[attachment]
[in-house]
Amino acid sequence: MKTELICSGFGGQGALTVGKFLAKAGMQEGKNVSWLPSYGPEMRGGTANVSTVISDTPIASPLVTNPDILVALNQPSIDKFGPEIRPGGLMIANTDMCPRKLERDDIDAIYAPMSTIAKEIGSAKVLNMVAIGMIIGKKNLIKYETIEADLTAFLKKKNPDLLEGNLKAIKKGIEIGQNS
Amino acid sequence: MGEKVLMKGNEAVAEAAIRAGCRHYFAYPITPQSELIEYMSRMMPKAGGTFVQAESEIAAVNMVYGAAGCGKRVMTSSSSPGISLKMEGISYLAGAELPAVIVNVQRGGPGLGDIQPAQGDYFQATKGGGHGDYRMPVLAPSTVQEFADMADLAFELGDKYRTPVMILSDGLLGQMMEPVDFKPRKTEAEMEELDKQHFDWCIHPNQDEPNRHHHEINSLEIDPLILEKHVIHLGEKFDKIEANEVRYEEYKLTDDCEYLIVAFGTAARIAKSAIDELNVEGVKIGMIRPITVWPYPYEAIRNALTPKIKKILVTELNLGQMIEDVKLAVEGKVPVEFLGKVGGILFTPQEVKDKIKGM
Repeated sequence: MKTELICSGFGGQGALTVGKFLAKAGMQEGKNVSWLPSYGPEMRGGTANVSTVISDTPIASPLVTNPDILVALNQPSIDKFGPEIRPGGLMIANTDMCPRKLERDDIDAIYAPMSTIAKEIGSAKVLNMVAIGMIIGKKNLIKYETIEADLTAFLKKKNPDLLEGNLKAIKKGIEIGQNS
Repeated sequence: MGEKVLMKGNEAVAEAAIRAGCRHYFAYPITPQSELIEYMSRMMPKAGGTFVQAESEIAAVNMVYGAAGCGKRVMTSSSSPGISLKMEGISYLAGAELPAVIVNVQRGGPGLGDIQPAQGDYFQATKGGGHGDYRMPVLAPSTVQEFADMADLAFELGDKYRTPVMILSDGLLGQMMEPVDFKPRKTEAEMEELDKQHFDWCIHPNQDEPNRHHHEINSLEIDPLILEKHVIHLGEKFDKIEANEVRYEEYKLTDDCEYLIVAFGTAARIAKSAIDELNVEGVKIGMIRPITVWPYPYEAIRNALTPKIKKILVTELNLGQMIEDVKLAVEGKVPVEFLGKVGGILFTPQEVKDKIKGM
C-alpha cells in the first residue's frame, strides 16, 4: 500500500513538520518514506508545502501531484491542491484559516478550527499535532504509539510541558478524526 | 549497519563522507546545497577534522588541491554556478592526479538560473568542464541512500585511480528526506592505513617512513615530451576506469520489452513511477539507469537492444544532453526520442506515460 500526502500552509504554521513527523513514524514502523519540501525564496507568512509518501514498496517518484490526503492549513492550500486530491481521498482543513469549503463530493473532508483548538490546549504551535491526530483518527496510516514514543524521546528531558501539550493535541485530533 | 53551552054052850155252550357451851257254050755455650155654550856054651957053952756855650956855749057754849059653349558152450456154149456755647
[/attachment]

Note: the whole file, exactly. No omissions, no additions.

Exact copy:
[in-house]
Amino acid sequence: MKTELICSGFGGQGALTVGKFLAKAGMQEGKNVSWLPSYGPEMRGGTANVSTVISDTPIASPLVTNPDILVALNQPSIDKFGPEIRPGGLMIANTDMCPRKLERDDIDAIYAPMSTIAKEIGSAKVLNMVAIGMIIGKKNLIKYETIEADLTAFLKKKNPDLLEGNLKAIKKGIEIGQNS
Amino acid sequence: MGEKVLMKGNEAVAEAAIRAGCRHYFAYPITPQSELIEYMSRMMPKAGGTFVQAESEIAAVNMVYGAAGCGKRVMTSSSSPGISLKMEGISYLAGAELPAVIVNVQRGGPGLGDIQPAQGDYFQATKGGGHGDYRMPVLAPSTVQEFADMADLAFELGDKYRTPVMILSDGLLGQMMEPVDFKPRKTEAEMEELDKQHFDWCIHPNQDEPNRHHHEINSLEIDPLILEKHVIHLGEKFDKIEANEVRYEEYKLTDDCEYLIVAFGTAARIAKSAIDELNVEGVKIGMIRPITVWPYPYEAIRNALTPKIKKILVTELNLGQMIEDVKLAVEGKVPVEFLGKVGGILFTPQEVKDKIKGM
Repeated sequence: MKTELICSGFGGQGALTVGKFLAKAGMQEGKNVSWLPSYGPEMRGGTANVSTVISDTPIASPLVTNPDILVALNQPSIDKFGPEIRPGGLMIANTDMCPRKLERDDIDAIYAPMSTIAKEIGSAKVLNMVAIGMIIGKKNLIKYETIEADLTAFLKKKNPDLLEGNLKAIKKGIEIGQNS
Repeated sequence: MGEKVLMKGNEAVAEAAIRAGCRHYFAYPITPQSELIEYMSRMMPKAGGTFVQAESEIAAVNMVYGAAGCGKRVMTSSSSPGISLKMEGISYLAGAELPAVIVNVQRGGPGLGDIQPAQGDYFQATKGGGHGDYRMPVLAPSTVQEFADMADLAFELGDKYRTPVMILSDGLLGQMMEPVDFKPRKTEAEMEELDKQHFDWCIHPNQDEPNRHHHEINSLEIDPLILEKHVIHLGEKFDKIEANEVRYEEYKLTDDCEYLIVAFGTAARIAKSAIDELNVEGVKIGMIRPITVWPYPYEAIRNALTPKIKKILVTELNLGQMIEDVKLAVEGKVPVEFLGKVGGILFTPQEVKDKIKGM
C-alpha cells in the first residue's frame, strides 16, 4: 500500500513538520518514506508545502501531484491542491484559516478550527499535532504509539510541558478524526 | 549497519563522507546545497577534522588541491554556478592526479538560473568542464541512500585511480528526506592505513617512513615530451576506469520489452513511477539507469537492444544532453526520442506515460 500526502500552509504554521513527523513514524514502523519540501525564496507568512509518501514498496517518484490526503492549513492550500486530491481521498482543513469549503463530493473532508483548538490546549504551535491526530483518527496510516514514543524521546528531558501539550493535541485530533 | 53551552054052850155252550357451851257254050755455650155654550856054651957053952756855650956855749057754849059653349558152450456154149456755647